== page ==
New Delhi: The central government will approach the Supreme Court seeking clarifications on its order regarding buffer zones around wildlife sanctuaries and national parks, said Union Minister of Environment, Forest and Climate Change Bhupendar Yadav in the Lok Sabha. The court order imposing a one-km buffer zone had caused widespread concerns in several states, especially Kerala.
Taking part in a discussion on amendments to the Wildlife (Protection) Act on Tuesday, the minister said that the clarifications will be sought from the court on paragraphs 44(a) and 44(e) in its order. Para 44(a) of the Supreme Court order bans restricted activities, including building construction, in a radius of one km around wildlife sanctuaries and national parks. Meanwhile, para 44(e) allows such activities which were started before the court order was issued with special permission.
The minister also told the Lok Sabha that he would not elaborate on the matter as the case was under the consideration of the court.
Elephants for festivals
At the same time, Yadav said that there would be no restrictions on parading elephants for festivals and transporting them for the purpose in Kerala and other states. “As per the amendments, elephants are included in the list of animals which need a special permit for transportation. But, this rule does not apply for elephants owned by temples and individuals,” said the minister.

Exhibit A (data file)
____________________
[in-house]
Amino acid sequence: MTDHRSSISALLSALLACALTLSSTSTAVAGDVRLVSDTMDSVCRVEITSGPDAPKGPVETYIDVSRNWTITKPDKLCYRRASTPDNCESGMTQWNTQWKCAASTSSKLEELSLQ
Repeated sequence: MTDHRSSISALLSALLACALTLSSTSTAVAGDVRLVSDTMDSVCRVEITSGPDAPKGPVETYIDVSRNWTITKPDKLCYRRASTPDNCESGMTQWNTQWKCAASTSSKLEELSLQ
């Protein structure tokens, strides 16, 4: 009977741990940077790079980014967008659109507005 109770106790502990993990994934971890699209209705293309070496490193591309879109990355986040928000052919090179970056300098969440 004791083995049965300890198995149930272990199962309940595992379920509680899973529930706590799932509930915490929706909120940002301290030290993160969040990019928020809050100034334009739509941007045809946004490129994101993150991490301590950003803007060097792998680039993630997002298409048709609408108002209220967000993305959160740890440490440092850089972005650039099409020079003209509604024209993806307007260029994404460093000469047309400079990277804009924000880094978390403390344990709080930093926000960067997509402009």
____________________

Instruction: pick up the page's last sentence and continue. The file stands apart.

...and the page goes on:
Wild boar threat
Earlier, all Members of Parliament (MPs) from Kerala who took part in the discussion explained the situation in the state and voiced the apprehensions of the people living in the buffer zones. The MPs also highlighted the threat posed by wild animals such as boar and elephants invading human territory.
In his reply, Yadav said that chief wildlife wardens of the respective states have already been given powers to declare wild boar as ‘vermin.’ “Following this decision, action has been taken in 10 cases in Kerala,” said the minister. However, Yadav warned that large-scale culling of wild boar could create an ecological imbalance in the forest areas.
The main amendment to the Wildlife Act relates to the formation of a management authority to conserve and increase the population of the species included in the protected list in India which has been prepared based on global agreements. The species include mammals, reptiles, aquatic creatures, insects, birds and plants.
The management authority would be headed by an officer in the rank of additional director general appointed by the central government and trade, import and rearing of species included in the protected list could be carried out only with a permit issued by this officer. A scientific panel would be assisting the officer, says the amendment.
Later, the Lok Sabha passed the new Bill by voice vote, rejecting all amendments proposed by the Opposition.